Netflix’s first Christmas film focused on a gay romance, Single All The Way, bundles up the tried and tested rom-com formula and re-wraps it in some modern wrapping paper to deliver a joyous gift of open-armed acceptance. All the familiar beats are refreshed by Peter (Michael Urie) and Nick (Philemon Chambers), two best friends spending Christmas at Peter’s family’s home. However, as soon as they walk through the door, festive shenanigans begin: Peter’s mother has set her son up on a blind date, but one by one, the rest of the family begins to see Nick as the more perfect match. A jovial, entertaining watch for all, Single All The Way’s seasonal splendor is heightened by the iconic Jennifer Coolidge playing Aunt Sandy, who is on a mission to make the nativity a theatrical showcase.
Under the Christmas Tree, too, is making history in the world of queer Christmas movies. Lisa Rose Snow’s film is Lifetime’s first festive lesbian romance following the channel’s first holiday romance between two men last year, The Christmas Setup. Under the Christmas Tree sees Alma (Elise Bauman) and Charlie (Tattiawna Jones) cross paths when the latter finds the perfect Christmas tree for the Governor’s Holiday Celebration in Alma’s garden. Romantic sparks fly like a flurry of falling snow as Alma and Charlie begin to fall for each other in this Hallmark-esque movie that brims with familiarity and coziness.
If you want a queer horse ranch double bill, put Christmas at the Ranch beside Dashing in December. Hayley (Laur Allen, also in Season of Love) returns home to help her brother (Archie Kao) shovel the family’s ranch debt as if it was snow in the driveway. She doesn’t expect, however, to fall for the tartan-loving ranch hand Kate (Amanda Righetti). The warm amber tones of director Christin Baker’s (also of Season of Love) film melt away any frosty feelings towards Christmas while the pair adorably bicker like an already married couple when Kate hogs the blanket or when getting back in the saddle proves to be a challenge for Hayley. With an abundance of hot cocoa, warm candlelight and sparkling Christmas decorations, Christmas at the Ranch is adorned by sapphic sensibility.
A Hallmark sequel, The Christmas House 2: Deck Those Halls reunites with the Mitchell family after their parents, Bill (Treat Williams) and Phylis (Sharon Lawrence), tried to sell the family house in The Christmas House—Hallmark’s first movie prominently featuring a gay couple. In the sequel, however, the film is more focused on a family competition of who has the most impressively decorated house. Brandon (Jonathan Bennet) and his husband, Jake (Brad Harder), go up against Mike (Robert Buckley) to create a showstopping sight that continues the family’s tradition of over-the-top festivity. The Christmas House 2: Deck Those Halls promises an all-out wintery extravaganza dressed with an abundance of seasonal decorations.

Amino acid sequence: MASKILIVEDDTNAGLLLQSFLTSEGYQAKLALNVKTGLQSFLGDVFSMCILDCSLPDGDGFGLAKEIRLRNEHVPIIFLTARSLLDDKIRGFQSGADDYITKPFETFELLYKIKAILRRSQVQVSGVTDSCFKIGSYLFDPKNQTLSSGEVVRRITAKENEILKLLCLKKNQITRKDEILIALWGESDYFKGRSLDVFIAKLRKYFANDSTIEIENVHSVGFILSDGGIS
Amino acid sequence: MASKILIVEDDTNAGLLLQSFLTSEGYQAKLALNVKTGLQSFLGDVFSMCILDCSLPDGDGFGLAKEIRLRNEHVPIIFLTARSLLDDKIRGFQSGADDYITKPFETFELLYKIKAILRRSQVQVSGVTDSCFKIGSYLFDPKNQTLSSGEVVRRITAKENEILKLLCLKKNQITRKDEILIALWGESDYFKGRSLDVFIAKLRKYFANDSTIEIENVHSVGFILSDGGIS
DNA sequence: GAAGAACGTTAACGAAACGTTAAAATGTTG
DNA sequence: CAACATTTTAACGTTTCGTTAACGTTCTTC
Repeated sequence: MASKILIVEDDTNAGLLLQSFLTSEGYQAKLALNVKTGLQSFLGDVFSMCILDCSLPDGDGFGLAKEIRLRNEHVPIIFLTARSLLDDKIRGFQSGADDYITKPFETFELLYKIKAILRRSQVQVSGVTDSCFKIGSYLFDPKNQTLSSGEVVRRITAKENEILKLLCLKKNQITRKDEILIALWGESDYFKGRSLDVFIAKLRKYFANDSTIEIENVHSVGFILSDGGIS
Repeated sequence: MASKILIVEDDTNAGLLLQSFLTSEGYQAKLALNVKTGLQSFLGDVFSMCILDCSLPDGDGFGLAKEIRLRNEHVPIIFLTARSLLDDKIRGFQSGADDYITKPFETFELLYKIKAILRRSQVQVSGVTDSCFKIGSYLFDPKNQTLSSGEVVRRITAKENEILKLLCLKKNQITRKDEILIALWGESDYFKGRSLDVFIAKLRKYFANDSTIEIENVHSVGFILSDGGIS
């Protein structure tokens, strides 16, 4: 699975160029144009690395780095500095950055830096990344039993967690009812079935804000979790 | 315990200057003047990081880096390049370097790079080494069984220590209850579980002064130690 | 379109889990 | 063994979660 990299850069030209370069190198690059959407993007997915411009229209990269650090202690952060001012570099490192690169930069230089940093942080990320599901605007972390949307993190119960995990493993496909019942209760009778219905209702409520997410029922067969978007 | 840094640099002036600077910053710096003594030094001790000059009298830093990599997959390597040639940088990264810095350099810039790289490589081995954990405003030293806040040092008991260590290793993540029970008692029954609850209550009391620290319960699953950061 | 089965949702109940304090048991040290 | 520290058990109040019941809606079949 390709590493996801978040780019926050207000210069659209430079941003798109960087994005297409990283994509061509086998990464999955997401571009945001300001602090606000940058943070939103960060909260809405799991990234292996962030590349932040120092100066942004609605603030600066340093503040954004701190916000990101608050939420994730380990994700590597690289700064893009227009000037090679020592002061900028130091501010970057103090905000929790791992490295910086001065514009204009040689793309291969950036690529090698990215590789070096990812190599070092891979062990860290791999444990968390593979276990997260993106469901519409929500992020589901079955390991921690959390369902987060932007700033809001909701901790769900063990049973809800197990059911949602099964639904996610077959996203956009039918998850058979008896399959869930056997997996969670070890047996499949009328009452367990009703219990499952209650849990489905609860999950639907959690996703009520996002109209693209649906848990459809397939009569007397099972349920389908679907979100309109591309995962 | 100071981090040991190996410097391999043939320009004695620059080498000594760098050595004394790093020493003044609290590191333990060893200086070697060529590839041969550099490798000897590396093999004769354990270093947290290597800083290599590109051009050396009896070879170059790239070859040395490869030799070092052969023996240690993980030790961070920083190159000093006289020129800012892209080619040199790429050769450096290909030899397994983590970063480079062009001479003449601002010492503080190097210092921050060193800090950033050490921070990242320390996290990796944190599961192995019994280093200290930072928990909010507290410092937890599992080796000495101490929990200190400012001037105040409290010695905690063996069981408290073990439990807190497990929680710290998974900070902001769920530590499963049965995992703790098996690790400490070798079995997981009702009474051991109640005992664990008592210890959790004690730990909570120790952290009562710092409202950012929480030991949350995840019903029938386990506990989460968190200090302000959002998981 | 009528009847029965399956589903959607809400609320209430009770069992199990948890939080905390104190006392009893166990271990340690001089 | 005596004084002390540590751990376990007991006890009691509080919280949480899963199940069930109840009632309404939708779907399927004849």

The RuPaul empire is ushering in its first holiday movie: The Bitch Who Stole Christmas. The sequins are out for the star-studded cast of 20 RuPaul’s Drag Race alumni who feature in this festive movie. The film follows a journalist (Krysta Rodriguez) heading to a Christmas-obsessed small town for a story allocated by her editor (RuPaul). However, she gets more than she bargained for when she arrives at the winter wonderland: A cutthroat Winter Ball becomes the talk of the town as festivity descends into fierce competition. As you’d expect, The Bitch Who Stole Christmas boasts an array of exquisite, festive couture looks that offer plenty of inspiration for this holiday season’s lookbook.
Based on the Emmy-nominated NBC series Zoey’s Extraordinary Playlist, Zoey’s Extraordinary Christmas picks up where the series left off as a holiday-themed feature film. The eponymous Zoey (Jane Levy) is knee-deep in Christmas preparations to ensure the first Christmas without her father can be a meaningful celebration. Reuniting with fan favorite Mo (Alex Newell), Zoey’s gay sidekick-turned-star, Zoey’s Extraordinary Christmas’ song-and-dance numbers are sure to awaken the seasonal spirit. Written by the show’s original creator, Austin Winsberg, the Clarke family’s magical Christmas promises to be fan service for the viewers who mourned the beloved musical dramedy’s cancellation. If you haven’t yet indulged in the show’s 25 episodes, don’t fret: The film can still be enjoyed as a festive, standalone watch!
Emily Maskell is a freelance film critic, culture and entertainment writer from the UK who drinks way too much tea. You can keep up with her antics on Twitter: @EmMaskell